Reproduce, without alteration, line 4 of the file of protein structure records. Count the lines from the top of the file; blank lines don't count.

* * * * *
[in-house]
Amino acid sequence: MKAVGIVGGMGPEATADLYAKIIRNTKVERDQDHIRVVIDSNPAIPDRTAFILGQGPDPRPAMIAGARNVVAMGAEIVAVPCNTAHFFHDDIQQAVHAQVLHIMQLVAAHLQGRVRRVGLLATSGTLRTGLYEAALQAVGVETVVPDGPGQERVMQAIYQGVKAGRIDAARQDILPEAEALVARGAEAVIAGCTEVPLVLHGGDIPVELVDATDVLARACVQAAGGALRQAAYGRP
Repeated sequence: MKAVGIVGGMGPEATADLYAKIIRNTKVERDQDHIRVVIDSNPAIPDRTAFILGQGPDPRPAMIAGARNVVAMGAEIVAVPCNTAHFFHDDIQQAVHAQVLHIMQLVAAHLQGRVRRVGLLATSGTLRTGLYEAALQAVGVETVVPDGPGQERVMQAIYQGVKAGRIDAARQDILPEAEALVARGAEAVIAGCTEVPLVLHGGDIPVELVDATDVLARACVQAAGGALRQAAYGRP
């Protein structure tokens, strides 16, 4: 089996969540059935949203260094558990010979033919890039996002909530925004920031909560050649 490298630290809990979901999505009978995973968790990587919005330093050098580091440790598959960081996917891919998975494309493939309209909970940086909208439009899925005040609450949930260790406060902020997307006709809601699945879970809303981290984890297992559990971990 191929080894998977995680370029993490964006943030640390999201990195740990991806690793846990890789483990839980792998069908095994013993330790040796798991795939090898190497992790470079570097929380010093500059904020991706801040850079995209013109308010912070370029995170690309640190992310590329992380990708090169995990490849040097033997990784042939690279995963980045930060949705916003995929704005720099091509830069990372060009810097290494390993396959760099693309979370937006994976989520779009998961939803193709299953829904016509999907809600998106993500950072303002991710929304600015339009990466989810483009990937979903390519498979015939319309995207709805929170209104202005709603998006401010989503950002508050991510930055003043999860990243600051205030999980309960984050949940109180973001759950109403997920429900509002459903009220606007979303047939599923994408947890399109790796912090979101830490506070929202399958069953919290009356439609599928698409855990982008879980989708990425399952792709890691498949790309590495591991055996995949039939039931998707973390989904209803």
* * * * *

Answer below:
């Protein structure tokens, strides 16, 4: 089996969540059935949203260094558990010979033919890039996002909530925004920031909560050649 490298630290809990979901999505009978995973968790990587919005330093050098580091440790598959960081996917891919998975494309493939309209909970940086909208439009899925005040609450949930260790406060902020997307006709809601699945879970809303981290984890297992559990971990 191929080894998977995680370029993490964006943030640390999201990195740990991806690793846990890789483990839980792998069908095994013993330790040796798991795939090898190497992790470079570097929380010093500059904020991706801040850079995209013109308010912070370029995170690309640190992310590329992380990708090169995990490849040097033997990784042939690279995963980045930060949705916003995929704005720099091509830069990372060009810097290494390993396959760099693309979370937006994976989520779009998961939803193709299953829904016509999907809600998106993500950072303002991710929304600015339009990466989810483009990937979903390519498979015939319309995207709805929170209104202005709603998006401010989503950002508050991510930055003043999860990243600051205030999980309960984050949940109180973001759950109403997920429900509002459903009220606007979303047939599923994408947890399109790796912090979101830490506070929202399958069953919290009356439609599928698409855990982008879980989708990425399952792709890691498949790309590495591991055996995949039939039931998707973390989904209803």